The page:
by Kristina Smith
I am a mom, wife, sister, granddaughter and friend. In June 2021, I discovered that I am also the carrier of a PALB2 gene mutation.
My mom’s hereditary cancer journey provided life-saving information
Mothers often say that they would die for their kids. I feel that my mother died for her children so that we could all survive. In 2010 she was diagnosed with hormone-positive breast cancer. Fortunately, it was caught early, and after radiation and a lumpectomy, she had no evidence of disease. Back then, no one recommended genetic testing to her. That was not the case in November 2020 when she was diagnosed with her second breast cancer. By then she had experienced the graduations and weddings of all her kids and the birth of her first four grandchildren. This cancer was an aggressive triple-negative tumor in her opposite breast. Sadly, it was diagnosed at a terminal stage.
This time, my mother had genetic testing. Her results showed that she had inherited a mutated PALB2 gene. My lovely mother passed away unexpectedly fast, just two days short of her 65th birthday, half a year after her diagnosis.
The following month I met with a genetic counselor who directed me to the FORCE website and the Canadian Cancer Society (I live in Canada). I soon had my own genetic testing, which showed that I had inherited the same PALB2 gene mutation. My siblings were tested soon thereafter. All of them carried the same mutation, but my maternal grandmother and my mother’s siblings did not. This meant that my mom inherited her mutation from her father. With no family history of breast cancer, without my mother’s second breast cancer diagnosis, she would never have had genetic testing and we would never have known that she carried—and passed along—our family’s mutation.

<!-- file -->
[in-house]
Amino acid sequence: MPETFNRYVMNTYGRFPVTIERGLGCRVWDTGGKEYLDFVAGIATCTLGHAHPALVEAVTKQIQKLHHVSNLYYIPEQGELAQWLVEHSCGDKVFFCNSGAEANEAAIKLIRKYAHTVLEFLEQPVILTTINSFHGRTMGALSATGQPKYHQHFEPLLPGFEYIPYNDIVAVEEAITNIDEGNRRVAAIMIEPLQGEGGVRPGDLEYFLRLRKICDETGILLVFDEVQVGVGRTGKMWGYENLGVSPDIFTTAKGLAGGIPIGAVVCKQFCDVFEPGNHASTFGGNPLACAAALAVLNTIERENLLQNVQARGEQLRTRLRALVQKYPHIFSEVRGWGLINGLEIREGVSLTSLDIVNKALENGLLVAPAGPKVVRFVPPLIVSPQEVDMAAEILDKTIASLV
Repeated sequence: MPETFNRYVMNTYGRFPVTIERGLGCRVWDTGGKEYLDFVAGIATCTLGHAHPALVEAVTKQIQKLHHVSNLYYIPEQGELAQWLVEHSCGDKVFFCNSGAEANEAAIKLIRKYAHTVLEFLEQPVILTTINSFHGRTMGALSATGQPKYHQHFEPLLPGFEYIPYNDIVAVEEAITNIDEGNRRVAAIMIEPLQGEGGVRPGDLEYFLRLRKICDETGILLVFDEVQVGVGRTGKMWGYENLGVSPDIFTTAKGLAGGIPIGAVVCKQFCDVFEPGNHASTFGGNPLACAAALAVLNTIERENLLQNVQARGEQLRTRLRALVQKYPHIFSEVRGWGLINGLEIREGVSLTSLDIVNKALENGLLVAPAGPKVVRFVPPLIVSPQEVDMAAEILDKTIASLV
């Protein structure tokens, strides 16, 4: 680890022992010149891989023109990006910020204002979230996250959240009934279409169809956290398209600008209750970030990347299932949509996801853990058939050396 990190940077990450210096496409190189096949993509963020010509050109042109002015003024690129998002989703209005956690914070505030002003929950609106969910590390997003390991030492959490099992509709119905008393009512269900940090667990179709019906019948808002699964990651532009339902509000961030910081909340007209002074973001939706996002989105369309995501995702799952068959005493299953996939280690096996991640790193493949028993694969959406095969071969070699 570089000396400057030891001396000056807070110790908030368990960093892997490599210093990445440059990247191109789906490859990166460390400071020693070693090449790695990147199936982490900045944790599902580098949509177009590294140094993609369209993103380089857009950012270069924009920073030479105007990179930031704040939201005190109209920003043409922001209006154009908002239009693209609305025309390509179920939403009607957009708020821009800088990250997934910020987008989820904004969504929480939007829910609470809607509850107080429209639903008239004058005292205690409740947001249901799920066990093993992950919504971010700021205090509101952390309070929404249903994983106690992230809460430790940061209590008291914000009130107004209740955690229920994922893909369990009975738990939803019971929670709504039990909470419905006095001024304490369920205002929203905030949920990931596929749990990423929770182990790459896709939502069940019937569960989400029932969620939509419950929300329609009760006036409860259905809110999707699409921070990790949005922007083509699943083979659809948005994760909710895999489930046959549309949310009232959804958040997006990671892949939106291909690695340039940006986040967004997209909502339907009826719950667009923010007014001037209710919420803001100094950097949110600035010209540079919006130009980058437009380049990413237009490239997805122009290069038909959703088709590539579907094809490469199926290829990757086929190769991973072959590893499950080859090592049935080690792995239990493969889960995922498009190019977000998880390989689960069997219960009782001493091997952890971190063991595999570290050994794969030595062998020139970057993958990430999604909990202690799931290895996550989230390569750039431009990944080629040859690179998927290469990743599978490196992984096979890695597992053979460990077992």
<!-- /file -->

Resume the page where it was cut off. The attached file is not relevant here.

Finding hope and help on the FORCE website
For three months, I read through the FORCE website and any other relevant publications I could find, researching all things pertaining to mastectomy and reconstruction choices. By the time my genetic counselor called to tell me she had placed me on the waitlist to speak to a doctor, I knew what my choices were, and I advocated for myself. I skipped the meeting with the referring doctor and asked my genetic counselor to refer me directly to a breast surgeon and a plastic surgeon.
By December I’d had a preventive double mastectomy with immediate breast reconstruction—tissue expanders placed under the chest muscle to make room for breast implants. I’d started a personal blog of my journey, and I had returned to creating my self-care art with a focus on breasts. I started posting my art on Instagram (Kristina's art on Instagram) with each piece intended to help educate others. My artwork has been published in an anthology of breast cancer, previvors, survivors and caretakers; all proceeds are donated to metastatic breast cancer.
Looking Toward the Future
I was given the knowledge of my genetics, which I see as a privilege. Knowledge is power, especially when it can save your life. As a mom, I’d do anything to save my kids' lives, and to live longer to have more time with them. So here I am—looking out for the future Kristina and the generations that follow.